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Nothing to See Here

Nothing to See Here is about Maxi, a middle-aged man who has returned home to Ireland after living in America for 25 years. He is currently going through some financial troubles as his business failed, and now he has to re-group and take care of his elderly mother. When he returns home, he reconnects with friends Jasper and Ella and finds a map to treasure in their home, leading Maxi, Ella, and her friends Ida and Debbie to go on a treasure hunt. They hope to change their lives with the riches they go in search of.

Author Brendan Walsh provides readers with a story plot that is both refreshing and entertaining. Keeping the reader on their toes with plot twists makes this an unpredictable read that is sure to take the reader on a wild ride. Unfortunately, as the story progressed, the characters began to get tunnel vision due to being so focused on the treasure creating one messy adventure.

I found the characters to be funny and relatable, and I wanted to read more about them. The author paints a vivid picture with his richly detailed descriptions, making it easy for the reader to imagine the scenes. The use of dramatic irony built the tension in the story because there were times when the characters in the story did something that would be futile to them reaching their goal, and I, as a reader, wouldn’t be able to warn them. This shows Walsh has excellent writing skills to build up so much tension in the reader for fictional characters. I did feel that the ending was a bit rushed and ended too quickly.

Nothing to See Here is a page-turning comedy novel filled with action. This treasure hunt story will appeal to those who are looking for a fun-filled adventure with lots of hijinks.

Pages: 322 | ASIN : B0B2FD2XCS

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The Story Took Off From There

Jeff O’Handley Author Interview

Powerless follows a man that must adapt to a post-apocalyptic world and keep his family alive and safe as resources become scarce. What was the inspiration for the setup to your story?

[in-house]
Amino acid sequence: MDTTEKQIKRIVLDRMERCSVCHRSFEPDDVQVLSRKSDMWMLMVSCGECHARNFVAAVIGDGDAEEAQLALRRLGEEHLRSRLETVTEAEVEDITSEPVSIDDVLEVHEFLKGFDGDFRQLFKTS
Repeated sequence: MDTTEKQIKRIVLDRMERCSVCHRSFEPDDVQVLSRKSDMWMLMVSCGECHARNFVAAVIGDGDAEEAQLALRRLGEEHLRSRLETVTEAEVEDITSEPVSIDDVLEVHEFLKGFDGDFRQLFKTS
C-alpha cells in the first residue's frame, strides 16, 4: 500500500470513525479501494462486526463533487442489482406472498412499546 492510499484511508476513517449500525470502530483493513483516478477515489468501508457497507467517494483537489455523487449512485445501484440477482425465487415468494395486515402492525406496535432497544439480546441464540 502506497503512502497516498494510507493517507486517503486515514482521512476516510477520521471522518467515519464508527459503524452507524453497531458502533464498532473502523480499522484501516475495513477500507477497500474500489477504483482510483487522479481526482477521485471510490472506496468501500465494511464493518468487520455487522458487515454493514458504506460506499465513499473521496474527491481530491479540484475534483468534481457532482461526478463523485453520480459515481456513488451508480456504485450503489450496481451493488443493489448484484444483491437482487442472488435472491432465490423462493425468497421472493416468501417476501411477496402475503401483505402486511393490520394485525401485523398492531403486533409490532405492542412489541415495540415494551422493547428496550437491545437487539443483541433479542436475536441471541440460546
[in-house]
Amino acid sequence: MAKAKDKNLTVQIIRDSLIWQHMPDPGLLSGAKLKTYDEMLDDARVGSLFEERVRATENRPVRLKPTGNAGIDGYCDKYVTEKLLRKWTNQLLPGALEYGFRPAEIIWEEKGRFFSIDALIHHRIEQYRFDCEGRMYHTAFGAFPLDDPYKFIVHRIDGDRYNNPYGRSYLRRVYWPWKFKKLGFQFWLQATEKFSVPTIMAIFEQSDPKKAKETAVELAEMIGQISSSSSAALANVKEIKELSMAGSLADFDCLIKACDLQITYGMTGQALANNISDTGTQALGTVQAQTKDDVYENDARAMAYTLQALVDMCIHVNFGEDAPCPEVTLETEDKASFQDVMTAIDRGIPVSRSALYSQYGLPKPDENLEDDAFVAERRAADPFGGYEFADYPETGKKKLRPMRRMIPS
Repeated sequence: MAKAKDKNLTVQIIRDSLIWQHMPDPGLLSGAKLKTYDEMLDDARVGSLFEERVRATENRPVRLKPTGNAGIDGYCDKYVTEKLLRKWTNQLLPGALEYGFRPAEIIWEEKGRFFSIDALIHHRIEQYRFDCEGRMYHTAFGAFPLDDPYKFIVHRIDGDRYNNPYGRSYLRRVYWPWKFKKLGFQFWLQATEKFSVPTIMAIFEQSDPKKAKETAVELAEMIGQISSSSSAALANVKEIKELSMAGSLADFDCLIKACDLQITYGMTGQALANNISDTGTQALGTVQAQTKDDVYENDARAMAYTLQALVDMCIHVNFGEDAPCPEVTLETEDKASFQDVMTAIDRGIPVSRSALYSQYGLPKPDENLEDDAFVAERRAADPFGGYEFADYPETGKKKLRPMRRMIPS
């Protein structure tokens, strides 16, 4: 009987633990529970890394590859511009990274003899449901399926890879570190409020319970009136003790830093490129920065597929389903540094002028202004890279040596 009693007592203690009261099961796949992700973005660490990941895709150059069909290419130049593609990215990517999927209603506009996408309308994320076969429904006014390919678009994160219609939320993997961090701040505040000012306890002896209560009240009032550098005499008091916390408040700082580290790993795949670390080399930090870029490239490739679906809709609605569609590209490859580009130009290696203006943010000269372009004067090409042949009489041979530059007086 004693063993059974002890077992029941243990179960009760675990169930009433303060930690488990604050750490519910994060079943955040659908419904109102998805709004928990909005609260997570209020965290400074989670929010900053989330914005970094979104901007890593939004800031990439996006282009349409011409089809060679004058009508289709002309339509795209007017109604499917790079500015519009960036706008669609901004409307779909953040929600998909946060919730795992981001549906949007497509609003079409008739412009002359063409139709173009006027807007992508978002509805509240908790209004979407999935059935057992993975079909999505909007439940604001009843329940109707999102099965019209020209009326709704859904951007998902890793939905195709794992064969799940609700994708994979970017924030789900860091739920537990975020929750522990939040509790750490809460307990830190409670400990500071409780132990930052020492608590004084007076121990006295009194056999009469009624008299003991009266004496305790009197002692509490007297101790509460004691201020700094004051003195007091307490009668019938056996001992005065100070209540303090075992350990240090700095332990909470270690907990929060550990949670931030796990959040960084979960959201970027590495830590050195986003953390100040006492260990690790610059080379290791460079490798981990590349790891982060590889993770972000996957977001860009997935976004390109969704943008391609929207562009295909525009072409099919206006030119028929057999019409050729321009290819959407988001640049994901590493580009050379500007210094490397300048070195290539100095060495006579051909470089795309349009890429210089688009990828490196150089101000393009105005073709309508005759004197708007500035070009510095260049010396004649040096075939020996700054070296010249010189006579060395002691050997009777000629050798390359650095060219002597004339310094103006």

The first glimmer of an idea for Powerless struck when I was driving through a hurricane to pick up my daughter at her friend’s house. The road crossed a small stream, and as I saw the water boiling through the culvert beneath the road, an image flashed in my head of the road flooded and impassable. I thought, “What if I couldn’t pick up my daughter?” This thought was followed by two in rapid succession that will be familiar to anyone who writes. The first was, “Oh, that would be horrible!” The second was, “Oh, that would make a great story!”

So, for a while, the broad idea was ‘Man moves heaven and earth to get his daughter back amidst a great natural disaster.’ That interested me, but it didn’t thrill me–it just looked like some sort of generic action movie in my head. One day I was mulling it over yet again, and I was thinking about this family that was one kid short in a crisis and picturing husband and wife at the dinner table with an empty chair where their daughter would be. And I sort of idly wondered, “What’s it like in the other house? The one with the extra kid?” That was my “Ah, ha!” moment, and the story took off from there.

Kevin must learn to adapt to a new way of life that he was unprepared for. What were some driving ideals behind your character’s development?

Kevin is a nice guy, and while he certainly hasn’t finished last in life, he definitely gets walked on and over a bit. I was interested in exploring what would push him to finally say “no”, what situation and circumstance would help him find the power within to stand up for himself, and to stand up for what is right.

He’s also someone who is rather optimistic by nature, as well as resourceful and forward-thinking.
As the situation in Powerless unfolds he proves to be surprisingly good at doing things that he’s never done before. But his optimism and basic faith in others leads to some blind spots where he is unable to see some of the threats to his family lie.

What were some themes that were important for you to explore in this book?

The biggest theme in Powerless is family, and how we define it. While the antagonist in the story is Eli Sobchuck, the real conflict is ultimately between Kevin and his wife, Monica, and it’s over how to define family. Kevin wants to draw the family circle as wide as possible to include not only his daughter’s friend, who has been stranded at their home during this event, but also neighbors and the people of the town. He sees the wider community as part of his responsibility. Monica, meanwhile, is trying to keep that circle as tight as possible, is trying to protect herself and the people closest to her. This resulting conflict is not only with her husband, but with herself.

The book also looks at the dynamics between people with power and those without, and the use of power for personal gain versus community good.

What is the next book that you are working on and when will it be available?